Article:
suppliers. The company withstands tiny margins, making its money on volume. It has bet
successfully that demand for clothes is as elastic as the waistband in a pair of plus-size
sweatpants: the cheaper they are, the more shoppers buy of them. It is also benefiting from the
“Instagram effect”, in which fashion-conscious young consumers post snaps of themselves
wearing another new outfit on social media.
[Source: Adapted from ‘Primark. Faster, cheaper fashion’ The Economist, September 5 th
a) Define the term demand.
(2 marks)
b) Define the term economies of scale.
(2 marks)
c) The extract explains that the demand for clothes is elastic. What do you understand by
this and explain why this is so.
(4 marks)
d) Brands such as Primark quote economies of scale as being one of their key advantages.
What are internal economies of scale and how do they constitute an advantage to such
(4 marks)
e) The article mentions the existence of four leading brands. Assuming that these brands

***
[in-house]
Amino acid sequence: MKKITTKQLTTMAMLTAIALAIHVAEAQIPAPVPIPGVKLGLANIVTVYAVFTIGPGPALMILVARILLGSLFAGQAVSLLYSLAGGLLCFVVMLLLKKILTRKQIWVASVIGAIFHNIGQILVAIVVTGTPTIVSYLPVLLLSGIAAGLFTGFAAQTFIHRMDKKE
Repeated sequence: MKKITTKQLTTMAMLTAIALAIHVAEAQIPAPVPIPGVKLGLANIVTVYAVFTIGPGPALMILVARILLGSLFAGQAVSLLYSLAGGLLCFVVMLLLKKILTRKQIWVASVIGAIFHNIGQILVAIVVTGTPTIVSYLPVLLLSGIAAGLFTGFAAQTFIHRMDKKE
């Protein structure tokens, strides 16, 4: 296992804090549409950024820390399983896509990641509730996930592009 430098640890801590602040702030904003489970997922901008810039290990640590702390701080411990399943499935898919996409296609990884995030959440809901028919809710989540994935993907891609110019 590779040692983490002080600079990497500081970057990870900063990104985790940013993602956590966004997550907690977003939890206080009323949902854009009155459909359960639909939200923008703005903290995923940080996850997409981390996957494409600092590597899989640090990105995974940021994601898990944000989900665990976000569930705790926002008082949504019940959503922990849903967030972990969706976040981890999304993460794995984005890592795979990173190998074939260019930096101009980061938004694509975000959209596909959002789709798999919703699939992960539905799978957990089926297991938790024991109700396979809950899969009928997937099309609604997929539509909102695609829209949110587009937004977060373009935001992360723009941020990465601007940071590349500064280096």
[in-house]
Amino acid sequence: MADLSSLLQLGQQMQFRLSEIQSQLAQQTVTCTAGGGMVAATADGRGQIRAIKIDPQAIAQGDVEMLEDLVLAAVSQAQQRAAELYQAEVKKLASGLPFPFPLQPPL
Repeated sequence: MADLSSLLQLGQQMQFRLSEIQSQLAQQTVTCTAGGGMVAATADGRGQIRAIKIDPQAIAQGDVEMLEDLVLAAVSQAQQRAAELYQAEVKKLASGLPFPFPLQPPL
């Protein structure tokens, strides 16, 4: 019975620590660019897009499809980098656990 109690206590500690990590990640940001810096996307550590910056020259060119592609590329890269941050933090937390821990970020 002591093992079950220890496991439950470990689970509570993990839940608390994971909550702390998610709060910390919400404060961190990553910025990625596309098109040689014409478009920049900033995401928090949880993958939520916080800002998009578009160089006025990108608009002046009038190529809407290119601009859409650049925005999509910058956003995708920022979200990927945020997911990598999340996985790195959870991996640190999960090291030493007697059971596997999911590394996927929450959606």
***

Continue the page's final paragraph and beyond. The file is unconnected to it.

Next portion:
command a high concentration ratio in the industry, which type of market structure would
you associate this to? Evaluate the possible advantages and disadvantages of such a
market structure to consumers and the clothing industry.
(8 marks)
Section B - Microeconomics
Choose any two questions.
Explain the difference and the causes producing a shift of and a movement along the
demand curve.
(8 marks)
b. Discuss the possible effects of the following factors on the equilibrium price and quantity
for hybrid cars;
an increase in the price of diesel and petrol.
a rebate given by government to people who purchase new hybrid cars.
new battery technology making hybrid cars cheaper to produce.
an advertising campaign aimed at illustrating the benefits of hybrid car ownership.
(12 marks)
Explain why perfect competition is assumed to be the most efficient market
structure in terms of allocative and productive efficiency.
(8 marks)
b. Discuss the possible advantages and disadvantages of having a natural monopoly